Alternet: The Prisoners of War, by Ian Urbina

    On April 16, 2003, George W. Bush visited the shop floor at the Boeing plant in St. Louis, Missouri. His 90-minute appearance drew several hundred men and women who help make the military’s $48 million F-18 Hornet fighters, 36 of which were deployed during the Iraq war. The purpose of Bush’s visit was twofold: to offer thanks to the blue-collar workers equipping US soldiers for their foreign adventures and to provide reassurance in an atmosphere of climbing unemployment.
    One week prior to Bush’s visit, the St. Louis plant announced layoffs for about 250 people. Already in 2003, Boeing had eliminated 5,000 positions nationwide, in addition to the 30,000 jobs the company cut in 2002. Bush’s so-called “Hardware in the Heartland” tour, which included stops across the industrial Midwest, was part of a post-war campaign strategy to capitalize on the US military prowess demonstrated in Iraq. “Sure, he talked about his domestic agenda,” a White House official told Time magazine concerning the Boeing appearance, “but there were F-18s in the background.”
    But the “Hardware in the Heartland” tour skipped a number of locales where thousands of hard-working men and women were contributing more than their share to the war effort. While the Boeing employees sat listening to Bush’s remarks, just 50 miles to the northeast 265 workers in the apparel factory in Greenville, Illinois were far from idle. Averaging more than 1,000 desert-tan camouflage shirts per day, 194,950 of which were bought in 2002 by the Department of Defense and worn by the US infantry in the Middle East, these workers were not allowed many breaks. Equally harried were the 300 workers at the Kevlar helmet factory in Beaumont, Texas, who fill 100 percent of the US military’s demand for battlefield headgear. A factory in Marion, Illinois also kept in rapid motion, soldering millions of dollars worth of cables for the Pentagon’s TOW and Patriot missiles. Presidential plaudits were not forthcoming for these workers – all of whom are inmates in federal prisons. . .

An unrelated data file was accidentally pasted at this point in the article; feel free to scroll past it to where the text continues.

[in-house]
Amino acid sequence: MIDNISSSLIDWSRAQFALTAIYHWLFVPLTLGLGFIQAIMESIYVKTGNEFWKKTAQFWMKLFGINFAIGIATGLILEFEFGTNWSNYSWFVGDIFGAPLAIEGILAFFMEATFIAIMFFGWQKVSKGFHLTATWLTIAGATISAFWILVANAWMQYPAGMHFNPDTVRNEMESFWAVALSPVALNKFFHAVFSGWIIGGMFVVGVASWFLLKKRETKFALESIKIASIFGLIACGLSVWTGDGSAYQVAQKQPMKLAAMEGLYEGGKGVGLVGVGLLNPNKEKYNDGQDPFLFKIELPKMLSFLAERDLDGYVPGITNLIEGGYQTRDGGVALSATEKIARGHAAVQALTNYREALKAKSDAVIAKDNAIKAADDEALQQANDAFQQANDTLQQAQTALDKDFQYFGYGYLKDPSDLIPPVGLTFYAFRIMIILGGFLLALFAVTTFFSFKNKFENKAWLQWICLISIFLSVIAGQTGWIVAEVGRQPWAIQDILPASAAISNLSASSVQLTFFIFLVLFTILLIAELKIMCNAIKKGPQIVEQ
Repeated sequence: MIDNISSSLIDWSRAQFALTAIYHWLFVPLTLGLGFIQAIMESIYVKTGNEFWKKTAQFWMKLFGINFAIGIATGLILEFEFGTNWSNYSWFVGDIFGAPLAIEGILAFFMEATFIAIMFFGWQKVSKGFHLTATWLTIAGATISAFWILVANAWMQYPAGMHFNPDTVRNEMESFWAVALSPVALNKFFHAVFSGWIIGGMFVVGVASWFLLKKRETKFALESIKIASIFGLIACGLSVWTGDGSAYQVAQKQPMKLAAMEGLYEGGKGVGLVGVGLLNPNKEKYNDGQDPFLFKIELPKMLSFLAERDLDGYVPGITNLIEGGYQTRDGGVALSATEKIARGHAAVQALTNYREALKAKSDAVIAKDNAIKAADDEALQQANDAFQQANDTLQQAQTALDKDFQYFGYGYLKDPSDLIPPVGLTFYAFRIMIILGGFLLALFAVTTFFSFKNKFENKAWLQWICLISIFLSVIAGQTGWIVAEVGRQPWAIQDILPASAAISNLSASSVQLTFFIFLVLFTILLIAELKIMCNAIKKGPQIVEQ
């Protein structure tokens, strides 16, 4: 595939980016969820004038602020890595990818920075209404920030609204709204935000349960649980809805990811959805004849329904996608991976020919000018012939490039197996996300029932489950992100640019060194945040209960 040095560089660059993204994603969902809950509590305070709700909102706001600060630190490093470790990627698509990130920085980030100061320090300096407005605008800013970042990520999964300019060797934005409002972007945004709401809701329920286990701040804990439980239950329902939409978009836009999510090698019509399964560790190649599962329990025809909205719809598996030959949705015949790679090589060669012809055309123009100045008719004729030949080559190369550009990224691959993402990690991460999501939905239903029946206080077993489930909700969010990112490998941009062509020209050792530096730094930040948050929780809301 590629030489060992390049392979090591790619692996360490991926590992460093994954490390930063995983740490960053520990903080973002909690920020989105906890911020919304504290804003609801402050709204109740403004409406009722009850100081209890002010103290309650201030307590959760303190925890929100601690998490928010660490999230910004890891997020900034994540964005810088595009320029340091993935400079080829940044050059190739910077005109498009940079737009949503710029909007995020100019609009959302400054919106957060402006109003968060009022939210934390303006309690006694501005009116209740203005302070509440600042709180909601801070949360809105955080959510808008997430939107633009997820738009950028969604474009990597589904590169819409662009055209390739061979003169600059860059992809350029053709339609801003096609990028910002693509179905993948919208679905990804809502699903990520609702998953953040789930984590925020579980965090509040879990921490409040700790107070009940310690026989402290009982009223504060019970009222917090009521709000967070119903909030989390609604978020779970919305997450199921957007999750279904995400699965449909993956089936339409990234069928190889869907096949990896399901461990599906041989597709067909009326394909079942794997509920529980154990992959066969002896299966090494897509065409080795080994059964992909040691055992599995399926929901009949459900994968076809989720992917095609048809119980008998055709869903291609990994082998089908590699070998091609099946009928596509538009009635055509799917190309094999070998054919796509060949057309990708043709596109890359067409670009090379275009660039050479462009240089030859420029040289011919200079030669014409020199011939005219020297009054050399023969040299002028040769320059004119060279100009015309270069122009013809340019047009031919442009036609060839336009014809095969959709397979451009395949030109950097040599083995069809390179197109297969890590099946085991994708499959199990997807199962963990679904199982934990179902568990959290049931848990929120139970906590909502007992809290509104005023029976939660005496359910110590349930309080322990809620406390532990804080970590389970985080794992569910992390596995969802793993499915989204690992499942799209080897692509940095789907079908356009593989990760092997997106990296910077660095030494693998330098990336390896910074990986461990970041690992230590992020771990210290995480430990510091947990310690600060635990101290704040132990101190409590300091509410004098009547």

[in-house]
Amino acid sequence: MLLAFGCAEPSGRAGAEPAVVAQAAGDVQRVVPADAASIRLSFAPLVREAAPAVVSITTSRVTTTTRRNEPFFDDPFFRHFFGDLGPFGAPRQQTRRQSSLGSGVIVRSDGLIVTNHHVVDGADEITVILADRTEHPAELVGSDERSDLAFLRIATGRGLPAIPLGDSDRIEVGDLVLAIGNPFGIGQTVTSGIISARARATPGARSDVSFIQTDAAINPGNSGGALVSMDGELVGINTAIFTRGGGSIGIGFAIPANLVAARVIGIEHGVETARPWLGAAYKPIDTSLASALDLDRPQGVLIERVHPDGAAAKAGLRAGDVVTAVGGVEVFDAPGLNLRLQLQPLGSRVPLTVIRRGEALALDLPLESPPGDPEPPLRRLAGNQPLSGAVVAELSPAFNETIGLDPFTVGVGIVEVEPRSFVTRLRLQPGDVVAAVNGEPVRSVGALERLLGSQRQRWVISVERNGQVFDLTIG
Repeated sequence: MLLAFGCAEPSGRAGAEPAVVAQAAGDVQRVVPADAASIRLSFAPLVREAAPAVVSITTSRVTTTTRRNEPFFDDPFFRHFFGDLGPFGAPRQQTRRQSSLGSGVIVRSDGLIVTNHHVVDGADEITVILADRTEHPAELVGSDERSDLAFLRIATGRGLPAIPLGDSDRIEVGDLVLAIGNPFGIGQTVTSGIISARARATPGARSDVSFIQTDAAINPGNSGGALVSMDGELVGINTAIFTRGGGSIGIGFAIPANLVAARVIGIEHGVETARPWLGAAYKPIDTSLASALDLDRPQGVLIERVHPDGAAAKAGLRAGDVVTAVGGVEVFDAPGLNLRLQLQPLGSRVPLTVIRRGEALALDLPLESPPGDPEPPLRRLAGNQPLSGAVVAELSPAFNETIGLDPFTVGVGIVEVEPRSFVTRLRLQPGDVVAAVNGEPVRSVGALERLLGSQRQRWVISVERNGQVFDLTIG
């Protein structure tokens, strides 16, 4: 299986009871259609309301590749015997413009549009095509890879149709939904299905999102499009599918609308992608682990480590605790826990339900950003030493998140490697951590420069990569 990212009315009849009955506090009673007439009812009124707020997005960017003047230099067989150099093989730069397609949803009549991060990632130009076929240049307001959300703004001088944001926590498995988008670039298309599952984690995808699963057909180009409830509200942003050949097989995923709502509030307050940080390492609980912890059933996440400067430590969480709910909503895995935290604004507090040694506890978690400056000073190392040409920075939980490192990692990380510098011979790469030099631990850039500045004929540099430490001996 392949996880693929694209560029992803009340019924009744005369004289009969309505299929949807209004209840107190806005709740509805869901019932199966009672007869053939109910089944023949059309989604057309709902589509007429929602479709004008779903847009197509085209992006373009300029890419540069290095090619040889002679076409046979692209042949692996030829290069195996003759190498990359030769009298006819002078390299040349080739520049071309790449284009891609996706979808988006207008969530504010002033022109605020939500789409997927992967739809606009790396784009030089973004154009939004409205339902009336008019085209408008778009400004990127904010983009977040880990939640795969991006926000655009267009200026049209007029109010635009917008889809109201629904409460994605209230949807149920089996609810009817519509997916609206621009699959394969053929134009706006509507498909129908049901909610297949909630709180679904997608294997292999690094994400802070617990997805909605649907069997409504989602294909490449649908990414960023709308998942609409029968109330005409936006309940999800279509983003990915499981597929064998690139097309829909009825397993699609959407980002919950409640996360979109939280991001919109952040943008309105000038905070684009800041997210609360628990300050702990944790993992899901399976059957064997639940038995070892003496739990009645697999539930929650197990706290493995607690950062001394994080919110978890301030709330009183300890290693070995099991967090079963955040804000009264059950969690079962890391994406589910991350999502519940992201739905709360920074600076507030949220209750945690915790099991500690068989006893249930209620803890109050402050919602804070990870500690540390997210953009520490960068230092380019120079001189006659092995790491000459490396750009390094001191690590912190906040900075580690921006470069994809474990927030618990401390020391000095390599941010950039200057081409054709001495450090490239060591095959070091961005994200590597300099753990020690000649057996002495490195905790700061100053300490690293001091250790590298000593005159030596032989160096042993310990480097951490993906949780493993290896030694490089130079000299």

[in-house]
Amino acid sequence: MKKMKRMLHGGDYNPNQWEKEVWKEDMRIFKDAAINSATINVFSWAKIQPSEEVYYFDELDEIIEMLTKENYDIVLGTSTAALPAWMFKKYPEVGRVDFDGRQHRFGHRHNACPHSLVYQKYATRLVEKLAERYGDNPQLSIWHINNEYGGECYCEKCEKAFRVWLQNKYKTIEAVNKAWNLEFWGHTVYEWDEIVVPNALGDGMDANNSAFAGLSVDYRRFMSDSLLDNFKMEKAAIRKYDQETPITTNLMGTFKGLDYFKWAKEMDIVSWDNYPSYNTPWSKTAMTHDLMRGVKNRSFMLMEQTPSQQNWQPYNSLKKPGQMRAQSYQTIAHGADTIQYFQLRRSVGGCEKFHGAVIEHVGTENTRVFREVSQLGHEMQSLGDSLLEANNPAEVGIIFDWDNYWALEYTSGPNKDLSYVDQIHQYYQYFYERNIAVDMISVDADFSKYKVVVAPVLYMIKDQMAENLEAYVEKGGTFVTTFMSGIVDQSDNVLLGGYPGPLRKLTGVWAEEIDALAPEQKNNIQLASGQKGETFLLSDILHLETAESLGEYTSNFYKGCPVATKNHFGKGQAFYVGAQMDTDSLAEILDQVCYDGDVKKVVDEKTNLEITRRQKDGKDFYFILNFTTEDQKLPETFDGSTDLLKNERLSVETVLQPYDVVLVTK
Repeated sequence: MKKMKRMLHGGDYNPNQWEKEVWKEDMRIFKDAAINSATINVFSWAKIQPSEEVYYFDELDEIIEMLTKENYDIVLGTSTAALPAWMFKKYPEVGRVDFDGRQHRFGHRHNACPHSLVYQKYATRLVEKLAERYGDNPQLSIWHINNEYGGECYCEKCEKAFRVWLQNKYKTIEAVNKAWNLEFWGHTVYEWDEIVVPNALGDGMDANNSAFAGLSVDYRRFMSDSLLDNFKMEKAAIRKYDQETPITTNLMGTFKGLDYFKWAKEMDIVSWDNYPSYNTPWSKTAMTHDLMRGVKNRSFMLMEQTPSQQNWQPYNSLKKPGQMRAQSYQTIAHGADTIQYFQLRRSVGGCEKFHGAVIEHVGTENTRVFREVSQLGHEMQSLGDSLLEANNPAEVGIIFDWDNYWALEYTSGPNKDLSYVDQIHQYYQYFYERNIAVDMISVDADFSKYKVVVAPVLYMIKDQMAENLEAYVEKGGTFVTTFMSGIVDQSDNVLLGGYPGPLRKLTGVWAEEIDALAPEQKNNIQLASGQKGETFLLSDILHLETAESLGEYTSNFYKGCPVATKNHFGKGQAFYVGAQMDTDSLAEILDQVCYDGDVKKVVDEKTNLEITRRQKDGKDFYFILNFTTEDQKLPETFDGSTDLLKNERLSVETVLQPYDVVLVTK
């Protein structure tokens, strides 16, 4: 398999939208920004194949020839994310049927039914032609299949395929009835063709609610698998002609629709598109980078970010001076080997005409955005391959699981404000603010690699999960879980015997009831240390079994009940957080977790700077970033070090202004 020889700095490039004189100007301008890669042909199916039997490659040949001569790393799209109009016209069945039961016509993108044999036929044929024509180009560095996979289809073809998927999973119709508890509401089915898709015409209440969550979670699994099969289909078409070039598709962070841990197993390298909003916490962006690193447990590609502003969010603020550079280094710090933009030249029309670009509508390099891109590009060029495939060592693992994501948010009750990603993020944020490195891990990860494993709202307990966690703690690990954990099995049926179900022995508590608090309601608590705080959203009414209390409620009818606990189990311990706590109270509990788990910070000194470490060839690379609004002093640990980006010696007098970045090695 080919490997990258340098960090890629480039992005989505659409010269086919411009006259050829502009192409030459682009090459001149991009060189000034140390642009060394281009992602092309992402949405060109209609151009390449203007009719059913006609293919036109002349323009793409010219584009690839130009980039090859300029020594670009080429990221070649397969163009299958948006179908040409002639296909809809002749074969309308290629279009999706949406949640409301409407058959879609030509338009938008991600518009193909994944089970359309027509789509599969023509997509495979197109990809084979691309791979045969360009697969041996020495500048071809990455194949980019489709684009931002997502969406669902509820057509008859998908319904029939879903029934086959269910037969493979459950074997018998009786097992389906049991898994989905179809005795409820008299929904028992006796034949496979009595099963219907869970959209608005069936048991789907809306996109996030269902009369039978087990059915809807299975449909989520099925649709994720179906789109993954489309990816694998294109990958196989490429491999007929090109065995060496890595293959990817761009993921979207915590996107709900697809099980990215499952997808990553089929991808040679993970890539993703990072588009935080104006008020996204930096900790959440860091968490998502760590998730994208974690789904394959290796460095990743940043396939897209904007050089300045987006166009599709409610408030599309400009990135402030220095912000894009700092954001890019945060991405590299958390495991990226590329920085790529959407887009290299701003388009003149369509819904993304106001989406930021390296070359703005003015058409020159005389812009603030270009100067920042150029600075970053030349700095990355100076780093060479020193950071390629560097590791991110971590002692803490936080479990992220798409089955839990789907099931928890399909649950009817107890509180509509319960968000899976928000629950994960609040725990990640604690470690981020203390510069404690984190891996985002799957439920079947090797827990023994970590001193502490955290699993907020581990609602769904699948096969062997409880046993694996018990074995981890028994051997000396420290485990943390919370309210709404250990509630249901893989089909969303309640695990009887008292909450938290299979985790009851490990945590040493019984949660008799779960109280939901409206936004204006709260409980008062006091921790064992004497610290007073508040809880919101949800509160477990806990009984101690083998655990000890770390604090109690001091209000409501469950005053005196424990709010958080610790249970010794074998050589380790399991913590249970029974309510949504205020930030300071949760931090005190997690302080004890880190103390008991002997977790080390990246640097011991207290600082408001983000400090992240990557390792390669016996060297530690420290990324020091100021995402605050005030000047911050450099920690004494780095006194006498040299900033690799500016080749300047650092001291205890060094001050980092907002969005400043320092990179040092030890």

The use of prison labor for military supply purposes is wrong on my many levels. First, the use of prison labor is nothing less than slavery. (if you don’t believe me, read the US Constitution, Amendment XIII that forbids “slavery nor involuntary servitude, except as a punishment for crime whereof the party shall have been duly convicted.”) Voluntary prison labor where the prisoners are a paid a fair salary is one thing, but making prisoners work for peanuts against their will is something else. And when one considers the fact that the prison population is not representative of the general population in its ethnic makeup, then it sure looks like a sneaky way to revive the antebellum dream of keeping the dark-skinned folks in their place.

Secondly, prison labor creates an unfair competive situation for military contractors. Since prison industries can bid so much lower than private industry, it forces private industry to slash worker wages to have a chance at getting the contracts.